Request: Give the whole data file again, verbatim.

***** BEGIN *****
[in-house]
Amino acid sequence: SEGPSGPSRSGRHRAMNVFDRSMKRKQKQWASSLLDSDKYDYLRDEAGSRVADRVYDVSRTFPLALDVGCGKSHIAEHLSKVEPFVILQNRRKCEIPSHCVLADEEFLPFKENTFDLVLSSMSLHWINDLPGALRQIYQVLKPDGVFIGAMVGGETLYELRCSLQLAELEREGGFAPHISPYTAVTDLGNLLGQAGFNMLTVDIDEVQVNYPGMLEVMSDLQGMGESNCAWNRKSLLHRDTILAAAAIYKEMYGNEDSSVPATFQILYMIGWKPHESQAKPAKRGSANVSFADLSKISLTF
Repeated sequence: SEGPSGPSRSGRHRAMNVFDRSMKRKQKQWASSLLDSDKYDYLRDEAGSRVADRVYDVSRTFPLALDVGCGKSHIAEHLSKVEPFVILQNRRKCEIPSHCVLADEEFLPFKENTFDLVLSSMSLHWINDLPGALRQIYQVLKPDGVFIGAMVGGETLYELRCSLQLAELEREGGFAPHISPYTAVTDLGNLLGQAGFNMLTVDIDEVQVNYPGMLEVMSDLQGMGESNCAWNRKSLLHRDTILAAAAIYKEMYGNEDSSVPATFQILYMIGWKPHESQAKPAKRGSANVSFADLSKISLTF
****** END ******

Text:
[in-house]
Amino acid sequence: SEGPSGPSRSGRHRAMNVFDRSMKRKQKQWASSLLDSDKYDYLRDEAGSRVADRVYDVSRTFPLALDVGCGKSHIAEHLSKVEPFVILQNRRKCEIPSHCVLADEEFLPFKENTFDLVLSSMSLHWINDLPGALRQIYQVLKPDGVFIGAMVGGETLYELRCSLQLAELEREGGFAPHISPYTAVTDLGNLLGQAGFNMLTVDIDEVQVNYPGMLEVMSDLQGMGESNCAWNRKSLLHRDTILAAAAIYKEMYGNEDSSVPATFQILYMIGWKPHESQAKPAKRGSANVSFADLSKISLTF
Repeated sequence: SEGPSGPSRSGRHRAMNVFDRSMKRKQKQWASSLLDSDKYDYLRDEAGSRVADRVYDVSRTFPLALDVGCGKSHIAEHLSKVEPFVILQNRRKCEIPSHCVLADEEFLPFKENTFDLVLSSMSLHWINDLPGALRQIYQVLKPDGVFIGAMVGGETLYELRCSLQLAELEREGGFAPHISPYTAVTDLGNLLGQAGFNMLTVDIDEVQVNYPGMLEVMSDLQGMGESNCAWNRKSLLHRDTILAAAAIYKEMYGNEDSSVPATFQILYMIGWKPHESQAKPAKRGSANVSFADLSKISLTF